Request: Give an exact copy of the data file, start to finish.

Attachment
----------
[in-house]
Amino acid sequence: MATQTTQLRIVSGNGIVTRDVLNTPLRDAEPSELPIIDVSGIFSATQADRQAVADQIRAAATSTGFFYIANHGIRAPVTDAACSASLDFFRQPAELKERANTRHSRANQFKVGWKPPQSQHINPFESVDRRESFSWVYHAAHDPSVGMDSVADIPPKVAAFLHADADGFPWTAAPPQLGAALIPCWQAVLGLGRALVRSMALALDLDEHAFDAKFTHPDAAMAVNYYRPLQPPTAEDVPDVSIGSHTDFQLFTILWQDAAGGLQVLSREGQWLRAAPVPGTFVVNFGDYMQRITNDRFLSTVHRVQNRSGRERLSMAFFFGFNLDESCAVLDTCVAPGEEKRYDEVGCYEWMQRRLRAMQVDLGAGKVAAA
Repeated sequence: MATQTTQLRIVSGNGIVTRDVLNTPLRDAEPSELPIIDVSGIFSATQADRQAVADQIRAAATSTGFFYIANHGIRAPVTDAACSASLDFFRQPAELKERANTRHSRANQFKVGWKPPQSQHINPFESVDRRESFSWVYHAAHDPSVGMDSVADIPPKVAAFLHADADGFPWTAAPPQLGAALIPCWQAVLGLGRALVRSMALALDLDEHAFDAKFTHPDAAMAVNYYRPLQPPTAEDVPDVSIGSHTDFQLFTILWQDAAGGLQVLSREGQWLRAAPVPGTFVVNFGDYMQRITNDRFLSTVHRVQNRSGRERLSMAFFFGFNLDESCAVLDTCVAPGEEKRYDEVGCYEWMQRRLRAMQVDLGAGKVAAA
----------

[in-house]
Amino acid sequence: MATQTTQLRIVSGNGIVTRDVLNTPLRDAEPSELPIIDVSGIFSATQADRQAVADQIRAAATSTGFFYIANHGIRAPVTDAACSASLDFFRQPAELKERANTRHSRANQFKVGWKPPQSQHINPFESVDRRESFSWVYHAAHDPSVGMDSVADIPPKVAAFLHADADGFPWTAAPPQLGAALIPCWQAVLGLGRALVRSMALALDLDEHAFDAKFTHPDAAMAVNYYRPLQPPTAEDVPDVSIGSHTDFQLFTILWQDAAGGLQVLSREGQWLRAAPVPGTFVVNFGDYMQRITNDRFLSTVHRVQNRSGRERLSMAFFFGFNLDESCAVLDTCVAPGEEKRYDEVGCYEWMQRRLRAMQVDLGAGKVAAA
Repeated sequence: MATQTTQLRIVSGNGIVTRDVLNTPLRDAEPSELPIIDVSGIFSATQADRQAVADQIRAAATSTGFFYIANHGIRAPVTDAACSASLDFFRQPAELKERANTRHSRANQFKVGWKPPQSQHINPFESVDRRESFSWVYHAAHDPSVGMDSVADIPPKVAAFLHADADGFPWTAAPPQLGAALIPCWQAVLGLGRALVRSMALALDLDEHAFDAKFTHPDAAMAVNYYRPLQPPTAEDVPDVSIGSHTDFQLFTILWQDAAGGLQVLSREGQWLRAAPVPGTFVVNFGDYMQRITNDRFLSTVHRVQNRSGRERLSMAFFFGFNLDESCAVLDTCVAPGEEKRYDEVGCYEWMQRRLRAMQVDLGAGKVAAA